IDLO is an organization dedicated to ensuring justice to the whole world. So how do we ensure that? How does it work? How can rule of law be ensured?

IDLO – Why should the rule of law matter to ordinary people?

YUNUS – Rule of law is a fundamental right for every citizen. I feel safe, I don’t have to be subjected to unexpected violation, I know laws will protect me, I know the system will protect me, I have entitlement to this and I get it, I feel safe.

So for personal safety, for society’s sake, we need rule of law. And we need somebody, some organization like IDLO, to oversee that the system works.

Sources: http://www.idlo.int/news/highlights/professor-yunus-we-need-rule-law

Social Business Academia Report 2014

We are happy to announce that YY Foundation has put together the Social Business Academia Report, Volume 1, to bring together the experience of educational institution working in the field of social business.

Professor Muhammad Yunus says: “Young people today have all the capabilities and technologies that are needed to overcome any social problem that still exists in our society.”

The role of educational institutions is therefore key to ensure that the education supports the young generation in bringing on the creative solutions to social problems.

You can find the report at the following link. SBAcademiaReport2014

We welcome all your feedback and looking forward to get your help to put together more comprehensive report in the future, about the activity of universities and other education institutions that support young people to learn and get involved with social business.

Reflections by members of delegation of Nobel Laureate Professor Muhammad Yunus’s to One Young World Summit 2014:

A team of ten bright young Bangladeshis were travelling with Professor Muhammad Yunus to attend the One Young World Summit in Dublin, Ireland from 15-19 October 2014. The One Young World, founded in 2009 by David Jones and Kate Robertson, is a UK-based non-profit organization that gathers together the brightest young people from around the world, empowering them to make lasting connections to create positive change. One Young Summit invited Professor Muhammad Yunus and Yunus Centre to bring a delegation of ten young people from Bangladesh to participate in the One Young World Summit at their cost. At this purpose, Yunus Centre selected ten delegates - five girls and five boys - from different universities in Bangladesh through a vigorous screening process focusing on leadership quality and commitment to work for the social good.  Among them three are from Grameen Bank borrower families who are now studying in University of Dhaka, Bangladesh University of Engineering and Technology and Grameen Caledonian College of Nursing with Grameen Bank education loan.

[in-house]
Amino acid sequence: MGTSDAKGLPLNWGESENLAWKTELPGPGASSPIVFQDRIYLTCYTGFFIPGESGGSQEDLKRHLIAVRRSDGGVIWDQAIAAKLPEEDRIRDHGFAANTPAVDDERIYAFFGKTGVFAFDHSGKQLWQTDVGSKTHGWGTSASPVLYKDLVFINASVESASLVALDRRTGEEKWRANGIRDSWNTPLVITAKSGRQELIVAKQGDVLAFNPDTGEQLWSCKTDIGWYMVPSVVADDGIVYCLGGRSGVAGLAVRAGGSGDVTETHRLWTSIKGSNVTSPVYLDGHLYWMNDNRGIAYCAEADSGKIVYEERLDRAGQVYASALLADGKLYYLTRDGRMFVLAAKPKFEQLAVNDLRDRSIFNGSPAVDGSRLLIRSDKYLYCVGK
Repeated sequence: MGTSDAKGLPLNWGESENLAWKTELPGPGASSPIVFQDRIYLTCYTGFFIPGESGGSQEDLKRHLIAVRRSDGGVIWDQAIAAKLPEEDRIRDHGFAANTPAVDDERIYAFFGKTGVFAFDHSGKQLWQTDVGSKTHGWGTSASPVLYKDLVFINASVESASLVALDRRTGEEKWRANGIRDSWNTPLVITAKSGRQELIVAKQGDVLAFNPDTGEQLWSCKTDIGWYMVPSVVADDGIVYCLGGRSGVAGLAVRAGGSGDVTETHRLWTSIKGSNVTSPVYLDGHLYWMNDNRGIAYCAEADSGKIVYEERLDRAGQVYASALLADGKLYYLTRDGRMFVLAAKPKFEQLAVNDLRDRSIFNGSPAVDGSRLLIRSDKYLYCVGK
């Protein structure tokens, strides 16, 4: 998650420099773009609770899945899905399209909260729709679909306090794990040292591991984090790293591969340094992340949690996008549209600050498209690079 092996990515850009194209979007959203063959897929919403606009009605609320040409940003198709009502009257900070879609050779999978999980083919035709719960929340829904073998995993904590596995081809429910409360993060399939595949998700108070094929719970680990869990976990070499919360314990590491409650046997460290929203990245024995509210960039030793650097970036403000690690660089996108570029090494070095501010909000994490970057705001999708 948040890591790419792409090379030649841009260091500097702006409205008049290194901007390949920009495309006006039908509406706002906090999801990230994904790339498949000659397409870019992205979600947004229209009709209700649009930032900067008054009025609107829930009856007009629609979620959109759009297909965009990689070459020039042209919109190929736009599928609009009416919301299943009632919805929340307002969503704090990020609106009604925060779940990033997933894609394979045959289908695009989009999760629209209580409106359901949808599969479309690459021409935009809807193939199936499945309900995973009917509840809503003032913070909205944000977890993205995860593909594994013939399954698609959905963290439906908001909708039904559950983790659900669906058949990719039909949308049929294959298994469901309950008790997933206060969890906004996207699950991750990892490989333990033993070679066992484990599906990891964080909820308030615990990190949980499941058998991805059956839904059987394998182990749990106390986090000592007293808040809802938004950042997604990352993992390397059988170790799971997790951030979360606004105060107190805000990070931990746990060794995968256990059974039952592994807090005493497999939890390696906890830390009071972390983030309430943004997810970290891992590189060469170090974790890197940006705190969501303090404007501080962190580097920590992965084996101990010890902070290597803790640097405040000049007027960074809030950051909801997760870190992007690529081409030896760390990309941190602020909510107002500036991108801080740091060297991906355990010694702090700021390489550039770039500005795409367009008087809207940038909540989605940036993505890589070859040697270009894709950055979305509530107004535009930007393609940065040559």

Delegates wrote about their observations & experiences of OYW Summit, 2014 which are share here:

Yunus Launches Mary Robinson Centre in Ireland

Yunus Launches Mary Robinson Centre in Ireland

Former President Mary Robinson invited Professor Muhammad Yunus to inaugurate the Mary Robinson Centre and deliver the inaugural human rights lecture of the Centre on October 17, 2014 in her home town of Ballina in County Mayo, 234 km west of Dublin. In the photo, Ms Robinson and Professor Muhammad Yunus stand beside the official plaque of the Centre on the house where Ms. Robinson was born and spent her childhood years. This building has now been donated to the City Council of Ballina and converted into a public building. (Photo: L. Morshed/ Yunus Centre)

 

 

Nobel Laureate Professor Muhammad Yunus was invited by former President of Ireland and former High Commissioner for Human Rights to inaugurate the Mary Robinson Centre and deliver the inaugural human rights lecture of the Centre on October 17, 2014, in her home town of Ballina, County Mayo, 234 kilometer west of Dublin. President Robinson and Professor Yunus drove together to Ballina and visited the home where President Robinson was born and grew up as a child. This home has been donated by the family to the City Council and converted into Mary Robinson Centre for human rights, equality and climate justice.

 

Yunus meets German President

Yunus meets German President

Nobel Laureate Prof Muhammad Yunus and German President Joachim Gauck at the 50th anniversary of Robert Bosch Foundation in Berlin on Thursday.

Nobel Laureate Professor Muhammad Yunus was in Berlin to speak at the 50th anniversary of Robert Bosch Foundation, one of the leading foundations of Germany, on October 16. German President Joachim Gauck, a former East German civil society activist, was the chief guest and key note speaker on the occasion. The theme of the 5th anniversary celebration was Shaping the Future: The Role of Civil Society.

Dr Gerd Mueller, German Federal Minister for Economic Cooperation and Development, and the new Nobel Peace Laureate Kailash Satyarthi also spoke at the two-day conference in Berlin. Bosch Foundation plans to promote social business in its future programmes.